Quid immerentis hospites vexas canis
ignavus adversum lupos?
quin huc inanis, si potes, vertis minas,
et me remorsurum petis?
nam qualis aut Molossus aut fulvus Lacon,
amica vis pastoribus,
agam per altas aure sublata nives,
quaecumque praecedet fera:
tu cum timenda voce complesti nemus,
proiectum odoraris cibum.
cave, cave: namque in malos asperrimus
parata tollo cornua,
qualis Lycambae spretus infido gener
aut acer hostis Bupalo.
an si quis atro dente me petiverit,
inultus ut flebo puer?
(Horace, Epod. 6)
How dare you go for unoffending guests, you who are a cowardly cur when confronted with wolves? Why not turn your empty threats in this direction, if you have the guts, and attack someone who will bite back? Like a Molossian or tawny Spartan, the shepherd’s sturdy friend, I shall prick up my ears and hunt down through the deep snow any animal that runs away from me, whereas you fill the woods with ferocious barking and then sniff at food thrown at your feet. Take care now, take care! For I am utterly ruthless against villains, and now toss my horns in readiness, like the son-in-law rejected by the treacherous Lycambes*, or the fierce enemy of Bupalus**. Well, if someone attacks me with the tooth of malice, am I expected to weep like a child, without retaliating?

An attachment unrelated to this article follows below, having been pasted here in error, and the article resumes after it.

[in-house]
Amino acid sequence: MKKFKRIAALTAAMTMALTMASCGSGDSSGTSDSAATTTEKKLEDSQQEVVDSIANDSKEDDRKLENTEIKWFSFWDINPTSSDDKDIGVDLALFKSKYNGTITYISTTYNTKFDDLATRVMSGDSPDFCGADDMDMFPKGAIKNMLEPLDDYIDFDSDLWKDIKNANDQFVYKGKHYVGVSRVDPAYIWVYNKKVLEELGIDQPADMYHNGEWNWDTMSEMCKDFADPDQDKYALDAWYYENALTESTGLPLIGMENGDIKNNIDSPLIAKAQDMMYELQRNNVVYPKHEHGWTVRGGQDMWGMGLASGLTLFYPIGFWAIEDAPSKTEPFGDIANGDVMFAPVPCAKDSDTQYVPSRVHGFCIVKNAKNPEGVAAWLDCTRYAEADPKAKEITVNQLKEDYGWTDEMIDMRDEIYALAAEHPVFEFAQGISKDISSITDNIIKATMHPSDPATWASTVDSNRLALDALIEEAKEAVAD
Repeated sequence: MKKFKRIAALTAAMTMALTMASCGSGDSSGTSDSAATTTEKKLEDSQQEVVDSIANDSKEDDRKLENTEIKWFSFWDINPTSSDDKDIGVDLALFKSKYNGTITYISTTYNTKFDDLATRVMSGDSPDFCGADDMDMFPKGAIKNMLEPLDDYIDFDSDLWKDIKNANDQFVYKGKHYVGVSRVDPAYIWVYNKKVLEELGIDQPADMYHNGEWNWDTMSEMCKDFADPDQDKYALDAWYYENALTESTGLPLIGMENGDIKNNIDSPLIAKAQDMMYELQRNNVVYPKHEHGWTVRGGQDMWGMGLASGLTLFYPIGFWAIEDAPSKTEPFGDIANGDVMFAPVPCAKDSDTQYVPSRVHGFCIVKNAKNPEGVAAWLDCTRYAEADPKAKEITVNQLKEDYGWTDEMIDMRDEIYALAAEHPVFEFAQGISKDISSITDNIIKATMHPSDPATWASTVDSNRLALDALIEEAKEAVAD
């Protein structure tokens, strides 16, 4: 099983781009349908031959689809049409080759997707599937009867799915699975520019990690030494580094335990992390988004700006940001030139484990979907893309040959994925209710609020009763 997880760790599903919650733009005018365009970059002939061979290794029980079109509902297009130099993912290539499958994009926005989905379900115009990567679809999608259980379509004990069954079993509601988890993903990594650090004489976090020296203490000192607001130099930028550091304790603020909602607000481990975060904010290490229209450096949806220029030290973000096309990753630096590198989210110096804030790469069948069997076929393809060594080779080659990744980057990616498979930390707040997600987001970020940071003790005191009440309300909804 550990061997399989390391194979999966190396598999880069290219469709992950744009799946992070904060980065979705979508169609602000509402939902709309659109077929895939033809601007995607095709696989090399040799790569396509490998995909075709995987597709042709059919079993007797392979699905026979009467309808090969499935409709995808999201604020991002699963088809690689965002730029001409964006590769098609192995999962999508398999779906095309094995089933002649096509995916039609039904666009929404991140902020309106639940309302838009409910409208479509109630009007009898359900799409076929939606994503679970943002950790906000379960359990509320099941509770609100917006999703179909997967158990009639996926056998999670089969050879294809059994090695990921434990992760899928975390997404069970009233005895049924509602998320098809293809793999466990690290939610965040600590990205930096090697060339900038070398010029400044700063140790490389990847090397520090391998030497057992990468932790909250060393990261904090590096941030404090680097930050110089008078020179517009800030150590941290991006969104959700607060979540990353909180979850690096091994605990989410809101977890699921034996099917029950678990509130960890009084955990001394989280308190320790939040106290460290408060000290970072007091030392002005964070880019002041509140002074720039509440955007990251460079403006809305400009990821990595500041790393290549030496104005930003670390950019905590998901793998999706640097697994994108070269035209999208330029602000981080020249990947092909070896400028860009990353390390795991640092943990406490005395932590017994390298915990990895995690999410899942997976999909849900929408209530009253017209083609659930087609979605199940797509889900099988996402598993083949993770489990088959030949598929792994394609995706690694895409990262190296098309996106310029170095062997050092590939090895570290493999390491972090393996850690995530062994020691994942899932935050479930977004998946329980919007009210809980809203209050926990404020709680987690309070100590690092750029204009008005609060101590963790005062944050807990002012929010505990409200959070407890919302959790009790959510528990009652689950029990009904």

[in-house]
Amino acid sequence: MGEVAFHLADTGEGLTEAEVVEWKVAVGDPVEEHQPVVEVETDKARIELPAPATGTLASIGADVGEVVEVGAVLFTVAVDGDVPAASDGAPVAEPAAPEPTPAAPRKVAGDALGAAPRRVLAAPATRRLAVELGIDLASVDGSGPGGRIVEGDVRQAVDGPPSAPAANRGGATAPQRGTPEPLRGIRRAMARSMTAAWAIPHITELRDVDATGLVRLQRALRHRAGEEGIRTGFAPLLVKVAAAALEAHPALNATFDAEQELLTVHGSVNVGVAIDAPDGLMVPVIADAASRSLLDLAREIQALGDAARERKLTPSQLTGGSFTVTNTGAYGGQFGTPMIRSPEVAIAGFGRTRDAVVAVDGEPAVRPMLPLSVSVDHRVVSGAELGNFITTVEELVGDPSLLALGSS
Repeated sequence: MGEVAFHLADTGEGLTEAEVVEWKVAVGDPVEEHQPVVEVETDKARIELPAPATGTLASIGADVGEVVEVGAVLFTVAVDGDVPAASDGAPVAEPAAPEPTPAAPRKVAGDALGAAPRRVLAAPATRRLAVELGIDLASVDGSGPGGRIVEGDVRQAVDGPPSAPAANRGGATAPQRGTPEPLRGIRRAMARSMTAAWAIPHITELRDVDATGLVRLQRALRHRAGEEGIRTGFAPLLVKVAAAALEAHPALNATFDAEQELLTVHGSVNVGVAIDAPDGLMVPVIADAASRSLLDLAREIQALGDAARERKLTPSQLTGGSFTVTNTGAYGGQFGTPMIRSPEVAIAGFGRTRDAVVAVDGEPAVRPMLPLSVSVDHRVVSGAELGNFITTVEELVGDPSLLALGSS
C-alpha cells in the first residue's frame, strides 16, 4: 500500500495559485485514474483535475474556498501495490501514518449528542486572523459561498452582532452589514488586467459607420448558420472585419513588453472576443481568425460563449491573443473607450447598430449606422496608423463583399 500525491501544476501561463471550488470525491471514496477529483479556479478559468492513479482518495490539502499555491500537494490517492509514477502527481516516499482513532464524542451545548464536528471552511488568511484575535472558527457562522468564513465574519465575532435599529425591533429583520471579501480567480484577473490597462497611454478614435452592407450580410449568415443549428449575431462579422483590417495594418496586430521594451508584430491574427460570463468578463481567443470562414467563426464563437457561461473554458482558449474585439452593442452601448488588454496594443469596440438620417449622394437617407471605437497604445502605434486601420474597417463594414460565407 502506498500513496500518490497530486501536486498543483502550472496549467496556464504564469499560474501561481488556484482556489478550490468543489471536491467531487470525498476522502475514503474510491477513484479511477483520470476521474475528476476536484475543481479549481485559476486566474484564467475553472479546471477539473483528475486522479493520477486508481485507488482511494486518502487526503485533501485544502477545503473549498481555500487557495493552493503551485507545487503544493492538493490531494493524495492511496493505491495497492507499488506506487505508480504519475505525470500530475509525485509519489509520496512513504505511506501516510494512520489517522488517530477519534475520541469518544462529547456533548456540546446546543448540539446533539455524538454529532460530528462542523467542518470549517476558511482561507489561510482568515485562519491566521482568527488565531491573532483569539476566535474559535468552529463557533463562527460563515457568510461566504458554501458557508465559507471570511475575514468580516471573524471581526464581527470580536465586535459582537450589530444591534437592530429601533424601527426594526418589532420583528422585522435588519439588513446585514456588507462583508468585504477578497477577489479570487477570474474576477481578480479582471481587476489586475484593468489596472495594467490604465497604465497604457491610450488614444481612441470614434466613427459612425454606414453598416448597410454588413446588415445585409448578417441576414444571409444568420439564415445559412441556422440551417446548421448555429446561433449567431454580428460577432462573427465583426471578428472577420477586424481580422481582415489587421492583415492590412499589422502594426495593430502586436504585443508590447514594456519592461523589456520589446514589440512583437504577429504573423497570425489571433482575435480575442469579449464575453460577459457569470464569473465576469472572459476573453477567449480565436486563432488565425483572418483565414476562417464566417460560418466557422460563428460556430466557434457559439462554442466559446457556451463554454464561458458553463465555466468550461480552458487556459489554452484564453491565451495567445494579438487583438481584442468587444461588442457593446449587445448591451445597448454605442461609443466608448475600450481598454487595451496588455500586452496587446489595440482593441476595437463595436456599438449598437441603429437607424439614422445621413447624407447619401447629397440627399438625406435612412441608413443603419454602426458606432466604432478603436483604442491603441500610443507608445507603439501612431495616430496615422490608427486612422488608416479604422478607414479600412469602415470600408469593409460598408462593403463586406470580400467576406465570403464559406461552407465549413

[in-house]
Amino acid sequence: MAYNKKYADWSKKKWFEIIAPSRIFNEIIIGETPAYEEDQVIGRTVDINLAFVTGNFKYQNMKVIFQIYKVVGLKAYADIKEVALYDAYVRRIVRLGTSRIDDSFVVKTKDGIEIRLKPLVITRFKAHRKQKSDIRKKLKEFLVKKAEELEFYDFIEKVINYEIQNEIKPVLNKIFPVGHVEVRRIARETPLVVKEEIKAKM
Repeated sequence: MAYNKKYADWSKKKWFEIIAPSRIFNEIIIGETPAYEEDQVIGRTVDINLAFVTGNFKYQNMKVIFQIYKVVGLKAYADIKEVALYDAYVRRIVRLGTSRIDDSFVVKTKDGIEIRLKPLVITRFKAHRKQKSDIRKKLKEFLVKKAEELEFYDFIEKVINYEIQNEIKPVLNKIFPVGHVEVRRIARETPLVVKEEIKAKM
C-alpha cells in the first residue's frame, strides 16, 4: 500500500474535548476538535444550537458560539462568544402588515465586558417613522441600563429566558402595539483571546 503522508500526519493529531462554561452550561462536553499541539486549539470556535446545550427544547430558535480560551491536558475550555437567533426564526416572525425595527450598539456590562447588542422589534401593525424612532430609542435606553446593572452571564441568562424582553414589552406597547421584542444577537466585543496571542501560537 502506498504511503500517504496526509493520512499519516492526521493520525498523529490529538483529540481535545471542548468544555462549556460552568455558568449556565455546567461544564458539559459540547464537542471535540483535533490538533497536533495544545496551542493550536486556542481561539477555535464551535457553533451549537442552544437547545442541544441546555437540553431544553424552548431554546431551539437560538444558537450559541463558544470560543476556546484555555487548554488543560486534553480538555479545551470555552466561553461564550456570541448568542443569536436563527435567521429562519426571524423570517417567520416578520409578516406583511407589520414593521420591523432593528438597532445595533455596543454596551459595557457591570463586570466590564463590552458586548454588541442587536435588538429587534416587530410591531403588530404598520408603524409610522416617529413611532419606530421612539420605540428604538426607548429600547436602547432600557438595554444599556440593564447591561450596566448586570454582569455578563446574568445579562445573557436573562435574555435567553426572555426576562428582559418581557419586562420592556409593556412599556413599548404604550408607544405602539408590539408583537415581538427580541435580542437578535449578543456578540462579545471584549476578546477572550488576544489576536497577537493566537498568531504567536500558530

* Archilochus. Lycambes promised his daughter, Neobule, to Archilochus and then reneged, whereupon he was hounded to death by the poet’s invective.
** Bupalus was a Greek sculptor who antagonised the iambic writer Hipponax (late 6th cent. B.C.).
(tr. Niall Rudd, with his notes)